Citizen Emperor: Napoleon in Power
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In this second volume of Philip Dwyer’s authoritative biography on one of history’s most enthralling leaders, Napoleon, now 30, takes his position as head of the French state after the 1799 coup. Dwyer explores the young leader’s reign, complete with mistakes, wrong turns, and pitfalls, and reveals the great lengths to which Napoleon goes in the effort to fashion his image as legitimate and patriarchal ruler of the new nation. Concealing his defeats, exaggerating his victories, never hesitating to blame others for his own failings, Napoleon is ruthless in his ambition for power.
of the Rhine enabled Napoleon to dispose of even more troops.74 On top of all that there was the strategic blunder represented by the Prussian ultimatum at this particular point in time. It was bad enough that the Russians were still far away and would take months to march enough troops into the field of operations, but Prussia had acted too soon. French troops were still stationed in the south of Germany from the campaign the previous year. Declaring war while the French were still in Germany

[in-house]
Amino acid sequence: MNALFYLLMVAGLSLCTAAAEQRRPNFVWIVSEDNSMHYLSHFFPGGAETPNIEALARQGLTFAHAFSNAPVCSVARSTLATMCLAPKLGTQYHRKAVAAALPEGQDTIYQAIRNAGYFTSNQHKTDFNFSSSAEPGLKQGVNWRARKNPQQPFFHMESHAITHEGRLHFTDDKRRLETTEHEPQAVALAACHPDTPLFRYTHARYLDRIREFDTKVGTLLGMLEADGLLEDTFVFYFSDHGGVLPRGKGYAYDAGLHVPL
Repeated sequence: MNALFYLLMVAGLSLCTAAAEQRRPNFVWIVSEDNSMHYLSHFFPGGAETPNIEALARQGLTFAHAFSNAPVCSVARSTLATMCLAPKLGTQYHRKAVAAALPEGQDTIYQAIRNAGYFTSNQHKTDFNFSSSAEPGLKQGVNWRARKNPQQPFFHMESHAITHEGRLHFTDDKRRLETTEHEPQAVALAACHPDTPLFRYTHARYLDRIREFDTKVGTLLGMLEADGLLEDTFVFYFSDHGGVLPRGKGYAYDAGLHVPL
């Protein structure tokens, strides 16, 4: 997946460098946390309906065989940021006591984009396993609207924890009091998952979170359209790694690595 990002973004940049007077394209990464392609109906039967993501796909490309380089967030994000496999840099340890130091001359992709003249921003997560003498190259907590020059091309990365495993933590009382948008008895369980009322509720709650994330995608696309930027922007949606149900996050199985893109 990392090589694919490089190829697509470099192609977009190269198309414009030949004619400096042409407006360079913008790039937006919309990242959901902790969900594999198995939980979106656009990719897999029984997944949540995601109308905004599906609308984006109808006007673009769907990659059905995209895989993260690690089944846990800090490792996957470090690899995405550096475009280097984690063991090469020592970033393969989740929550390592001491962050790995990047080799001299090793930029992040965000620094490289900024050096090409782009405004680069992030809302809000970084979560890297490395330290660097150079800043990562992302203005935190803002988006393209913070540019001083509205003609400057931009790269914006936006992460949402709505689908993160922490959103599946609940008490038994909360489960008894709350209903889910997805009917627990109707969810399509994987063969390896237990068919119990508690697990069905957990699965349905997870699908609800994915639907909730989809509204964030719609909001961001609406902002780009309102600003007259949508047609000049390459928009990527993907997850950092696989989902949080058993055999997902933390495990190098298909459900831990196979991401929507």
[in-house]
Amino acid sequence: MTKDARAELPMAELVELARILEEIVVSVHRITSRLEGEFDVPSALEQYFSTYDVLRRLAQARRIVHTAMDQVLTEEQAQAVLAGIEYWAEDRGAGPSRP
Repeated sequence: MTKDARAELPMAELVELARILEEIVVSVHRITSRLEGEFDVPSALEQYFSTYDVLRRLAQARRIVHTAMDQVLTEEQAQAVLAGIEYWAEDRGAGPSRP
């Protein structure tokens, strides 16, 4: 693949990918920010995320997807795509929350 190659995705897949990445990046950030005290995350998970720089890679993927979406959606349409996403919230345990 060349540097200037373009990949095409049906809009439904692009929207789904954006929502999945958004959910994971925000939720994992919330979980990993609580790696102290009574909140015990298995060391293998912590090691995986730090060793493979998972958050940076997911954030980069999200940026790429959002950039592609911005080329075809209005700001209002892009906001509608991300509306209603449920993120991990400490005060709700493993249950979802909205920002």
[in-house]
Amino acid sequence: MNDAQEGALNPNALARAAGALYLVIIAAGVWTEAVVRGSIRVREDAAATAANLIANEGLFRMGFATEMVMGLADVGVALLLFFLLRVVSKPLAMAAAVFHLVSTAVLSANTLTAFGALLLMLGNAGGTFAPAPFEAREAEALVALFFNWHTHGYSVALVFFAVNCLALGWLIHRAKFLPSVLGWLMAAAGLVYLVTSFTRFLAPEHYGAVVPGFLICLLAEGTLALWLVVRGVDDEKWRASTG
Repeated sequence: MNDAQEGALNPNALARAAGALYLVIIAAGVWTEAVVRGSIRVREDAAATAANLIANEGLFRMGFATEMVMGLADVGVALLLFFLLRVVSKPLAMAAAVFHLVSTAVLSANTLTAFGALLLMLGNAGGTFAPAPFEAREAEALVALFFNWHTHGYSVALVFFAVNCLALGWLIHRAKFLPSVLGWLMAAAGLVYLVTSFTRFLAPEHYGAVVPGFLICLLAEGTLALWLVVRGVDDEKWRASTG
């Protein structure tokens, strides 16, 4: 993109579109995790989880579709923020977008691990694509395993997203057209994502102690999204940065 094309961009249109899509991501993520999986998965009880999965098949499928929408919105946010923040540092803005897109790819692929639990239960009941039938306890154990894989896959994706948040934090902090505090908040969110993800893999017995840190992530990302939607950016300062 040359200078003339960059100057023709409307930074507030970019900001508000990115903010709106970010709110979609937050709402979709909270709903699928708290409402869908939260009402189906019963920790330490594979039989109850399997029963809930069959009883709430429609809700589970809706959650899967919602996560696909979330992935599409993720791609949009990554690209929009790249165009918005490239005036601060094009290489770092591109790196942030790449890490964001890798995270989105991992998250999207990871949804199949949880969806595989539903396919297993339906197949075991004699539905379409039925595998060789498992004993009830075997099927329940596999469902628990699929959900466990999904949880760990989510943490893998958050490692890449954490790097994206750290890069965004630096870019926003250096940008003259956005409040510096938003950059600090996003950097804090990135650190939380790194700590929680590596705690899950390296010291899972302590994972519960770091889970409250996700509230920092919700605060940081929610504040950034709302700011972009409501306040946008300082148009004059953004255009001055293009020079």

arrived, entering Galicia on 3 June 1809, they did everything in their power to avoid confronting the Austrians.58 In fact, Alexander had already secretly informed Austria that he would not attack them. His behaviour was indicative of how onerous he found the French alliance, but it also made a profound impression on Napoleon, to the point where, ‘wounded’, he no longer believed in his Russian ally.59 Relations between the two nevertheless had to appear normal even if behind the scenes mistrust
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accompanied by both Glory and Humanity to bring light and life.113 The failure of the Syrian expedition was thus transformed through Bonaparte’s glamorous gesture into a victory, of sorts.114 This painting is not only another element in the construction of the Napoleonic legend, it was meant to provide an alternative vision to the rumours about Bonaparte’s order to poison plague victims at Jaffa.115 This rumour reached France through the returning army,116 as well as appearing in the clandestine
more. Some had been there since six o’clock, so guests had to go in and out of the cathedral, to relieve themselves, to buy food and drink. Guests brought back with them bread, brioches, sausages and chocolate and munched away; no one was the slightest bit offended.35 Others chatted, and could not have been more bored. The sermon, given by Monsignor Boisgelin, who had spoken at the coronation of Louis XVI, was a long homily. There was so much talking and laughing going on that he was drowned out.